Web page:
The visit was certainly thought-provoking. The images of Peaky-Blinders types in the sepia mug shots were evidence that even in an age of supposed respect for law and authority, there was still the kind of ‘Wild West Britain’ the Red Tops lament about today. Offenders were still young, and gangs still prowled the streets. It could be argued then and now, with certain types of crime, the common denomination boiled down to a disparity of wealth, with Victorian and modern age austerity serving as a breeding ground for crime, when policing is thin, living becomes survival and aspiration is reduced to raw opportunity. It made us think about a side of life most ordinary people assume they will never encounter. Nicole observed, “I learned a lot of new things about prison life that could inspire a story one day.”

As for us, we got a chance to show our criminal wild side by taking in-cell snaps and having our fingerprints taken. Angela and I got to unleash our inner Juliet Bravo, trying on officers’ hats, although we looked more like the laughing policewomen! We were not the only ones having a ball. The place was packed with other sightseers and children were fascinated with all the accoutrements of prison and policing life. The gift shop was a lovely little find towards the end of our visit with plenty of affordable items for souvenirs and gifts, and the adjoining interview room with felt walls and tape deck felt like a step back into a golden oldie crime series. Angela commented, “It was an inspiring place, a brilliant setting for a story.” Julian shared my views that we were a little too comfortable for comfort, “Brilliant! Great atmosphere for ideas. I felt strangely at home.”

On stepping back on the outside, a few hours later, with its rainy sky and bustle of Christmas shoppers, I could not help but ponder the words of a friend who had served some time back in the 1980’s, that being spat back out into the world can be as jarring as the point the prisoner is first taken from it. The wind and cold shook me after the warm and isolating prison space. Little wonder, for some prisoners, that a return to society is such a fragile and daunting time.

The Lock-Up tours cost £5 per person, and more information on tours can be found on Eventbrite.

Music:

Jail by Plusplus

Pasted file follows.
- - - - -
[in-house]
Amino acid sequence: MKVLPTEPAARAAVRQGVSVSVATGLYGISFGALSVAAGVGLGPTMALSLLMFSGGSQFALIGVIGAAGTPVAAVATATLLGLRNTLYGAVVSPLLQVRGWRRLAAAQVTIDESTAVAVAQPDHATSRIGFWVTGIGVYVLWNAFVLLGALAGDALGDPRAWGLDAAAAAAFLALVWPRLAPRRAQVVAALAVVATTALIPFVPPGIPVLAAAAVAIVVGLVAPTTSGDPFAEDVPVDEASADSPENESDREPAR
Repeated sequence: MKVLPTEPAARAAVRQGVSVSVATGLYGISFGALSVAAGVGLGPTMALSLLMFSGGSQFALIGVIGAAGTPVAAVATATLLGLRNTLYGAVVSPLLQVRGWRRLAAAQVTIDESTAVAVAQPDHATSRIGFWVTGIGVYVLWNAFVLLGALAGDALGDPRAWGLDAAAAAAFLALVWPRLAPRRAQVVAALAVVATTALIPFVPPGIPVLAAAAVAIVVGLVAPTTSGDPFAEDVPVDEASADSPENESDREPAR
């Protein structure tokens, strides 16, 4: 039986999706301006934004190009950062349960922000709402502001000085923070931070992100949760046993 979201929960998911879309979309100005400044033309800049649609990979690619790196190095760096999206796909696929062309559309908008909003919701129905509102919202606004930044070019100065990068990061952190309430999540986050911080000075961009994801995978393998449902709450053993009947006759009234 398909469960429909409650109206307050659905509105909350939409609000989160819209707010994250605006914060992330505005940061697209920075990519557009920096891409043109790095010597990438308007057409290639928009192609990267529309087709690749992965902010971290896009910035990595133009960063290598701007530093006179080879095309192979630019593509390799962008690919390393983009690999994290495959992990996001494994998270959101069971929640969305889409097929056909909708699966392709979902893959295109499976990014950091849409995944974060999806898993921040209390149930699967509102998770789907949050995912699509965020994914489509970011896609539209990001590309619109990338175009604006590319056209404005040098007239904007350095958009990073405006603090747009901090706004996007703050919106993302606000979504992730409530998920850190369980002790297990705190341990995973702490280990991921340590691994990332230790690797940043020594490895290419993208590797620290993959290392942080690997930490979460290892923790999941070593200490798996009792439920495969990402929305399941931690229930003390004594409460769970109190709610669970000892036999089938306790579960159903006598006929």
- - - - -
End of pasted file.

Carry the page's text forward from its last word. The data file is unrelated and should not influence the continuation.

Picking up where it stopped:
Oldbury Writing Group – Christmas 2018

By Nicole J. Simms

On Saturday 22nd December 2018, we celebrated our fifth Christmas together by having a small Christmas party in the library and a Christmas meal at the Court of Requests in Oldbury.

During our Christmas party in the library, we drank some mulled wine (alcoholic and non-alcoholic), ate gingerbread biscuits (I baked them), mince pies and chocolates. We also exchanged cards and gifts. We then read out our Christmas inspired stories and poems, and Dave read out the well-known Christmas poem ‘Twas the Night Before Christmas’, which Angela had brought to the meeting. Like with any other meeting, we also had interesting conversations about Christmas, writing and life in general.

After our meeting, we all headed over to the Court of Requests for our Christmas meal. A table decorated with a festive purple tablecloth and cute red and white crackers was prepared for us at the back of the pub. We all took a seat and looked through the menus. Some of us were traditional and ordered meals from the Christmas menu. I had the Christmas veggie burger meal, and others had the stuffed turkey meal. Others were a little rebellious and ordered from the normal menu instead, not wanting to stick to tradition. However, we all individually enjoyed our meals.

While waiting for our meals, we pulled crackers and read out our jokes. Some wore the cracker hats, and others rebelled against wearing them. Well, that was until it was photo taking time, and I, as always, insisted on everyone wearing their hats.

Once our main meals were eaten, we continued reading our Christmas stories and poems. We then chatted away about everything and anything, simply enjoying each other’s company. Only three of us had dessert: me, Heather and Sandra — the others had to go home. Heather and Sandra had the apple crumble, and I had the Melt Mallow Stack. My dessert was delicious, and it is something I plan to recreate.

We all had a wonderful time, and it was the perfect way to end 2018. Our Christmas parties and meals have always made Christmas even more special for me. I’m happy and lucky to be part of such an amazing group, and I hope we have many more Christmases together.

We hope you had a lovely Christmas, and we would like to wish you a Happy New Year.

Music:

Christmas Memory by Borrtex

Our Trip to Kinver Edge and the Rock Houses

By Julian Hadley

On Saturday 25th August 2018, as part of the continuing OWG 4th anniversary celebrations, Angela, Nicole and I visited Kinver Edge and the Rock Houses. On this occasion, there were just the three of us, but we still had a really nice day.

For anyone that may not know, Kinver is a beautiful village, west of Stourbridge and north of Kidderminster, perhaps best known for its rock houses.